Postdoctoral Fellows

Applications are currently being considered for individuals with strong PhD training in one of the health or related disciplines including some training in quantitative methods and analyses, and an interest in health services research/aging, residential care for the elderly, knowledge translation and/or improvement science.  Interested individuals should submit an electronic letter describing their training goals and the potential fit to Dr Carole Estabrooks

Amanda Beacom

Amanda Beacom is a postdoctoral fellow for TREC's Advice Seeking Networks in Long Term Care Project. Her research focuses on communication in social networks, particularly how knowledge is communicated and diffused in health organizations. Amanda holds a PhD in communication from the University of Southern California, a Master's degree in public policy from Johns Hopkins University, and a Bachelor's degree in human biology from Stanford University. Prior to graduate school, Amanda worked for nine years coordinating educational programs and publications for patients and health professionals.


Adam Easterbrook

Adam Easterbrook (PhD, University of British Columbia) is a postdoctoral fellow with TREC’s INFORM project. His research aims to improve the lives of vulnerable populations, such as individuals with disabilities, aging adults, and sexual minorities. To carry out this work he focuses on both quantitative and qualitative research as well as knowledge translation. Adam has also collaborated with government stakeholders on initiatives to enhance data collection, management, and sharing, and used administrative data to profile government service users. He has a Bachelor’s degree in psychology and sociology, a Master’s degree in family studies, and a PhD in sociology. Alongside his academic work, Adam has spent several years working directly with children and youth who have developmental disabilities, including creating a program that teaches social and life skills.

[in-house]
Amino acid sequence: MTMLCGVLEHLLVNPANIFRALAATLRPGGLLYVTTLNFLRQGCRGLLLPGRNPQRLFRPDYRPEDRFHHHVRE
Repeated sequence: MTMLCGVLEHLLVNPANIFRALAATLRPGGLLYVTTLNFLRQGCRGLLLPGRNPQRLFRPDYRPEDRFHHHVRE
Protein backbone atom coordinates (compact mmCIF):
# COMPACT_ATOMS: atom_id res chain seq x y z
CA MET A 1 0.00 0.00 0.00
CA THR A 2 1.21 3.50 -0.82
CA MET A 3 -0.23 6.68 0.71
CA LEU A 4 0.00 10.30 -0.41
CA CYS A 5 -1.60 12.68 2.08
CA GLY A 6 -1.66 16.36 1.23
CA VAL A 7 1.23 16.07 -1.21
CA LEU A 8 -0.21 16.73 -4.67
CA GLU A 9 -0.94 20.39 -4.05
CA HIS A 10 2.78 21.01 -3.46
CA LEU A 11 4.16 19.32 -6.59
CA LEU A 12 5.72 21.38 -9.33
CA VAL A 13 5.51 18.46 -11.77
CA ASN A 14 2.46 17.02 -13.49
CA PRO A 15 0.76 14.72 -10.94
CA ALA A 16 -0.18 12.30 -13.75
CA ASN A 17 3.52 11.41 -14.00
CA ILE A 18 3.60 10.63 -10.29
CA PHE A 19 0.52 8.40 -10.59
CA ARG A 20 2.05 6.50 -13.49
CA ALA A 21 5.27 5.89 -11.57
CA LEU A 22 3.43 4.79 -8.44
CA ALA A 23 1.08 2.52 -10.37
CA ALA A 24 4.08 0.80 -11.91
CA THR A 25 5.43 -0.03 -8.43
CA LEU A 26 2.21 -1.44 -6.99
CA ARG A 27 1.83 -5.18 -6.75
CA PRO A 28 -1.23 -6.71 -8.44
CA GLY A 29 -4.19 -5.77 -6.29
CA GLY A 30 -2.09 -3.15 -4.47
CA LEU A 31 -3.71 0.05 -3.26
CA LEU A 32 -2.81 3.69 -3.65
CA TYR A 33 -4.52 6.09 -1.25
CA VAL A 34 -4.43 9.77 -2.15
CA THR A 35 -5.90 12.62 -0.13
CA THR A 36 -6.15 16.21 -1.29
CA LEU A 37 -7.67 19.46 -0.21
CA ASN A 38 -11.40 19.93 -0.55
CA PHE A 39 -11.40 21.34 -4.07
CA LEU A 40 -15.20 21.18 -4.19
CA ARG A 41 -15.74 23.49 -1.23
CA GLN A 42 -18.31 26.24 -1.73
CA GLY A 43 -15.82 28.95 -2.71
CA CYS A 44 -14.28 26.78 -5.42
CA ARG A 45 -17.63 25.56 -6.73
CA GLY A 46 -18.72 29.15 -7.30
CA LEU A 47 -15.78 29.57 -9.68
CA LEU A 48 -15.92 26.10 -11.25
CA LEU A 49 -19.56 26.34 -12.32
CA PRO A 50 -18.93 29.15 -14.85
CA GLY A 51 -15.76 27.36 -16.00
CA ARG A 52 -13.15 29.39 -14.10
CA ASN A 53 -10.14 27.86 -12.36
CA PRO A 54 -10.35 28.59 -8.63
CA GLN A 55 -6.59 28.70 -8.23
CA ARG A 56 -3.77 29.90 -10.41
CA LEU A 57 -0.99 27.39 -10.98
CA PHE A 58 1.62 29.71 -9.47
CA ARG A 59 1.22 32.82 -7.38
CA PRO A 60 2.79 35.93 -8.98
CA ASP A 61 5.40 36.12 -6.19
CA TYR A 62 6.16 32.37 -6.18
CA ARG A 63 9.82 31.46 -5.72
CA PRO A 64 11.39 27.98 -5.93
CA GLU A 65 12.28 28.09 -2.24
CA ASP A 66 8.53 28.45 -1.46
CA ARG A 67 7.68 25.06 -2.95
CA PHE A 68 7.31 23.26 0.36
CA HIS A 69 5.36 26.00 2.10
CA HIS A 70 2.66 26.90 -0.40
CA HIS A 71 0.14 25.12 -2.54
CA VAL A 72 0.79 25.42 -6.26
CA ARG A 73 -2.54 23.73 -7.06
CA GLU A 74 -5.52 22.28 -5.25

Matthias Hoben completed his PhD in April 2014 and started his three-year postdoctoral fellowship with Dr. Carole Estabrooks in May 2014. Throughout his career, Matthias’ focus was on improving quality of care for older people, especially those with dementia living in residential long term care (LTC) settings. The focus of his postdoctoral research is on improving poor oral health of LTC residents – a pressing and wide spread, but largely neglected problem. His ultimate goal is to develop and pre-test a multi-faceted, theory based knowledge translation intervention directed to care aides in order to improve their practices in oral health care for residents. One of the steps to prepare this intervention study will be the development of robust oral health measures (an index and quality indicators for oral health) based on Resident Assessment Instrument (RAI) oral health items. Matthias likes to run and he regularly practices Yoga.

Thomas Lo

Thomas Lo began his postdoctoral fellowship with Dr. Carole Estabrooks in November 2015. One of the major elements of his role is to conduct quantitative analysis utilizing the TREC Measurement System (TMS) data in support of the studies in the research program. Thomas’ interests include epidemiologic and health economic studies. He received a Master’s degree in clinical epidemiology and completed his PhD in May 2015. His PhD work focused on the methods to more accurately estimate and report the direct medical cost of arthritis. Thomas is experienced with large datasets including survey data such as the Australian Longitudinal Study on Women’s Health data and health administrative data such as the Medicare Australia datasets. He enjoys the Canadian winter and was a former member of the Canadian Ski Instructors’ Alliance and the Canadian Ski Patrol System.


Photograph of Maryam Nesari
Maryam Nesari (University of Alberta) is a postdoctoral fellow with TREC’s SALTY project. She completed her PhD in March 2017 and started her postdoctoral program with Dr. Estabrooks in May 2017. Maryam's clinical background is in cardiology, she worked in coronary care in a teaching hospital in Tehran, Iran. Her research interest is in improving quality of life in adults living with multiple chronic diseases. The focus of her postdoctoral work is on improving quality of life of nursing home residents at the end of life. As the first step, Maryam is working on a knowledge translation project with the aim of developing a set of quality measures to monitor the trajectory of modifiable symptom burden and potentially inappropriate care practices at the end of life in long term care. Maryam plays badminton and practices Yoga in her spare time.